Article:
Gabriel Calzada Alvarez, Raquel Merino Jara, Juan Ramon Rallo Julian, and Jose Ignacio Garcia Bielsa, “Study of the Effects of Employment of Public Aid to Renewable Energy Sources” (draft, Universidad Rey Juan Carlos, March 2009), www.juandemariana.org/pdf/090327 ... c-aid-renewable.pdf (accessed January 27, 2011).

Luciano Lavecchia and Carlo Stagnaro, Are Green Jobs Real Jobs? The Case of Italy (Milan, Italy: Instituto Bruno Leoni, May 2010), http://brunoleonimedia.servingfreedom.net /WP/WP-Green_Jobs-May2010.pdf (accessed January 27, 2011)

CEPOS 2009: Hugh Sharman, Henrik Meyer, and Martin Agerup, Wind Energy: The Case of Denmark (Copenhagen, Denmark: Center for Politiske Studier, September 2009), www.cepos.dk /fileadmin/user_upload/Arkiv/PDF/Wind_energy_-_the_ case_of_Denmark.pdf (accessed January 28, 2011).

VERSO 2011:  Richard Marsh and Tom Miers, Worth the Candle? The Economic Impact of Renewable Energy Policy in Scotland and the UK (Kirkcaldy, Scotland: Verso Economics, March 2011), www.versoeconomics.com/verso-0311B.pdf (accessed March 17, 2011)




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Post time 2013-6-21 14:31:14 |Display all floors
seneca Post time: 2013-6-21 09:51
We better create    g r e e n   j o b s   than crossing our arms and watching as industry replaces e ...

Excerpt:

There were pages claiming to debunk some of these studies. They had the usual blanket vague conviction “it’s proven unsupportable”, but were backed mostly with ad homs — evidently if the study was “promoted” (meaning “quoted”) by people who were known skeptics, that showed it was wrong. What I could not find were any “debunkings” which could explain how a nation using less efficient and more costly energy could make itself richer, more productive, and more able to create useful employment.

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Post time 2013-6-21 23:14:26 |Display all floors
Automation and robotics will continue to rise in most production. The repetitive motion injuries and costly safety mistakes made by humans are far greater than the initial startup costs for the machinery. Machines work 24/7/365, no dinner breaks, vacation or health benefits required so in essence (considering the long run) are far more cost efficient for companies.
I'm just here for the money

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Post time 2014-1-14 10:34:31 |Display all floors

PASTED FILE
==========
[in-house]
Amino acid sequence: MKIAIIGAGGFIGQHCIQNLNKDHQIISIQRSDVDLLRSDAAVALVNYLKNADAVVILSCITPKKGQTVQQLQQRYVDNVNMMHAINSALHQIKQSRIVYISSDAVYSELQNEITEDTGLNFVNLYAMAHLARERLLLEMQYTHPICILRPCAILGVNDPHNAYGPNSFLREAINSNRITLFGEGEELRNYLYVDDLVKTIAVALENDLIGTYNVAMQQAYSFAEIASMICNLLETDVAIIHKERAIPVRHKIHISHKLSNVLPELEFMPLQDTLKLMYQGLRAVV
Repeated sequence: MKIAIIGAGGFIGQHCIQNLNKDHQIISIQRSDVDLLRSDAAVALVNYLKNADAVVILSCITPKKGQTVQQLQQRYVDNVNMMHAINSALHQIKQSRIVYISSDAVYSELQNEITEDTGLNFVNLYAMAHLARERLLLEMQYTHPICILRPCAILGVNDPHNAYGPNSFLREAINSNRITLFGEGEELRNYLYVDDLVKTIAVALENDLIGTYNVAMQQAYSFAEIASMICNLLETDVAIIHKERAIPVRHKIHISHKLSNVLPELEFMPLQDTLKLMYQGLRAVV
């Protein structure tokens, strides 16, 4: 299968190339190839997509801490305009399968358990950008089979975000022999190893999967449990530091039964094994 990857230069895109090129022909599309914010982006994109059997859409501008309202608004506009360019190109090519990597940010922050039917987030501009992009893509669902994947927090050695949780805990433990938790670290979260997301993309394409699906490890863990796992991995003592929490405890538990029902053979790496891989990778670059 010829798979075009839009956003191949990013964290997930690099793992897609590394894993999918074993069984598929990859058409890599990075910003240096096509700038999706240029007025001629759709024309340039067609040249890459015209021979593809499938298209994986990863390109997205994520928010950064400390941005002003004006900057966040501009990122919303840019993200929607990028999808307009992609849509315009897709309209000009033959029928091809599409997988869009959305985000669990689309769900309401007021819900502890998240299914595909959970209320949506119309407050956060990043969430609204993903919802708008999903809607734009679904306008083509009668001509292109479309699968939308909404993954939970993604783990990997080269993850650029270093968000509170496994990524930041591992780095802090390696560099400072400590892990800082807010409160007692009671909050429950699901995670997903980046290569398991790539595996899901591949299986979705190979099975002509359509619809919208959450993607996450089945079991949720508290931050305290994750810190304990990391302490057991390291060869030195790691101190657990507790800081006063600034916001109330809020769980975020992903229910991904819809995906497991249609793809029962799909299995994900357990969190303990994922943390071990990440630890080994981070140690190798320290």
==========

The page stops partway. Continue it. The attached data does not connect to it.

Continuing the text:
GREEN FURY AS EU CONSIDERS SCRAPPING BINDING RENEWABLES TARGETS



    Date: 13/01/14

    Christian Oliver, Financial Times
European commissioners are considering scrapping a binding target for renewable energy for 2030, a move that would please big utility companies but infuriate environmentalists.

The EU’s 2030 energy and climate targets, which the commission is due to propose on January 22, are stoking acrimony among countries and between commissioners. Governments, industry and green groups are lobbying the commission intensely over the goals.

A target for how much power European countries should derive from renewables is one of the most bitterly debated parts of next week’s package. The UK, which is increasing its use of nuclear power, opposes a binding goal. Germany, which is shutting down its reactors, is the most powerful voice in favour of an obligatory target.

A proposed compromise, now at the heart of discussions over the 2030 package, envisages that a renewables target, of less than 30 per cent, would be non-binding. However, people close to the talks added that the arguments now hinge on whether such a non-binding renewables target would need to be given credibility by stronger rules on energy efficiency. That would mean binding objectives related to energy infrastructure, smart grids and cross-border interconnectors.

This compromise for 2030, if accepted in the face of German opposition, would represent a significant change from the EU’s 2020 targets. Those goals require that EU states should cut overall greenhouse gas emissions by 20 per cent from 1990 levels and derive 20 per cent of their power from renewables. Measures to improve energy efficiency by 20 per cent were only aspirational. For 2030, those energy efficiency goals would require quantifiable action from states. “It’s a bottom-up approach that is being considered now,” said one person involved.

Discussions have been influenced by mounting concerns that the generous subsidies supporting renewable energy in the EU are driving up energy costs for European industry and undermining its competitiveness, especially compared to the US.

Full story




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Post time 2014-1-14 11:30:56 |Display all floors
This post was edited by Revolutionar at 2014-1-14 12:29
sansukong Post time: 2014-1-14 10:34
GREEN FURY AS EU CONSIDERS SCRAPPING BINDING RENEWABLES TARGETS

more Green jobs means less real ones....more green jobs certainly means the death of sansukong............................


dirt and rubbish sustains the sewage rat.








I've made my living, Mr. Thompson, in large part as a gambler. Some days I make twenty bets, some days I make none. There are weeks, sometimes months, in fact, when I don't make any bet at all because ...

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Post time 2014-1-14 12:44:42 |Display all floors
anybody wants to know why is China so polluted?


Just have to realise Sansukong is a Chinese.


Chinese are like that.


I've made my living, Mr. Thompson, in large part as a gambler. Some days I make twenty bets, some days I make none. There are weeks, sometimes months, in fact, when I don't make any bet at all because ...